• How do total numbers of test data and their composition in terms of pre-test probabilities of the two diagnostic categories influence the results

  • Which of the techniques yields the most precise estimates in terms of the resulting SD values of the Monte Carlo simulation runs

Methods

All computations are done using the commercially available computer software MATHEMATICA, version 9, by Wolfram Research, Inc., Champaign, IL, USA.

First, for the categories "no disease" and "disease", according to P(D) chosen, fictitious patient data sets are generated using the random number generator of MATHEMATICA in combination with one out of many possible distribution functions: thus, for both diagnostic categories, fictitious data of a ratio-scaled diagnostic variable are generated following the chosen distribution functions. We choose total numbers of fictitious data sets of 50, 100 and 200, and we assume pre-test probabilities of category "disease" [P(D)] increasing from 0.10 to 0.90 in steps of 0.10. We simulate four different diagnostic scenarios:
  • Scenario 1: The lognormal distribution with mean value 2.0 and standard deviation 0.4 is assumed for the "healthy" category, and with mean value 2.5 and standard deviation 0.3 for the "diseased" category.

  • Scenario 2: The chi-square distribution with 7 degrees of freedom is assumed for the "healthy" category, and with 10 degrees of freedom for the "diseased" category.

  • Scenario 3: The inverse gamma distribution with shape parameter 6.0 is assumed for the "healthy" category and 3.0 for the "diseased" category. The scale parameter is set to 20.0 for both categories.

  • Scenario 4: The chi-square distribution with 6 degrees of freedom is assumed for the "healthy" category; for the "diseased" category, the Weibull distribution is chosen with shape parameter 10.0 and scale parameter 20.0.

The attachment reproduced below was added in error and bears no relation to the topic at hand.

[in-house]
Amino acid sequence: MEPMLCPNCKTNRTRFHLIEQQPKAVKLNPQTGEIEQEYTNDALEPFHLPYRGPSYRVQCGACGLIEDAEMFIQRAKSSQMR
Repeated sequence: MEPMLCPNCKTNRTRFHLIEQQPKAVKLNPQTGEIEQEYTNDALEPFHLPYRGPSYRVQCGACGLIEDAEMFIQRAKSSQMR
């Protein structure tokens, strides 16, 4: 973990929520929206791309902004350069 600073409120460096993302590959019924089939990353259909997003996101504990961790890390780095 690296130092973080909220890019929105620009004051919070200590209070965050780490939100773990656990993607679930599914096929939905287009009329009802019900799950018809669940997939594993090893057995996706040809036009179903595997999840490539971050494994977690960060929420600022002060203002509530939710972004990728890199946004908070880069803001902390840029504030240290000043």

Using the MATHEMATICA function FindRoot, we obtain the following crossing points for the distribution functions of the two diagnostic categories: Scenario 1, x = 9.20041; Scenario 2, x = 7.47228; Scenario 3; x = 5.10873; and Scenario 4, x = 13.4333. Differences from these values define the bias of the actually detected mean cut-off levels.

Analyses done on each data set include:
  • "Empirical" determination of the cut-off value at which mutual information is maximum ("Mutual information method"): the cut-off value is systematically varied over the range of all test values by increments of 1.0, and that cut-off value is searched for which the resulting 2 × 2-contingency table produces the maximum mutual information.

  • Determination of the cut-off value at which Youden index is maximum. In the following, we shall designate this method as "Youden index method". The cut-off value is systematically varied over the range of all test values by increments of 1.0, and that cut-off value is searched for which the resulting 2 × 2-contingency table produces the maximum Youden index.

  • Logistic regression analysis and calculation of the LR function (with proper correction for P(D) . Determination of the test values for which the LR functions become equal to unity ("LR method"). Briefly, logistic regression analysis on a data set for N fictitious "individuals" yields a linear predictor function 0 + 1 x, where x is the test result. The parameters 0 and 1 denote the intercept and the slope of the linear predictor. The linear predictor must be corrected for the pre-test probabilities of the diagnostic categories in order to yield the corrected linear predictor (equal to the natural logarithm of the LR function [10]):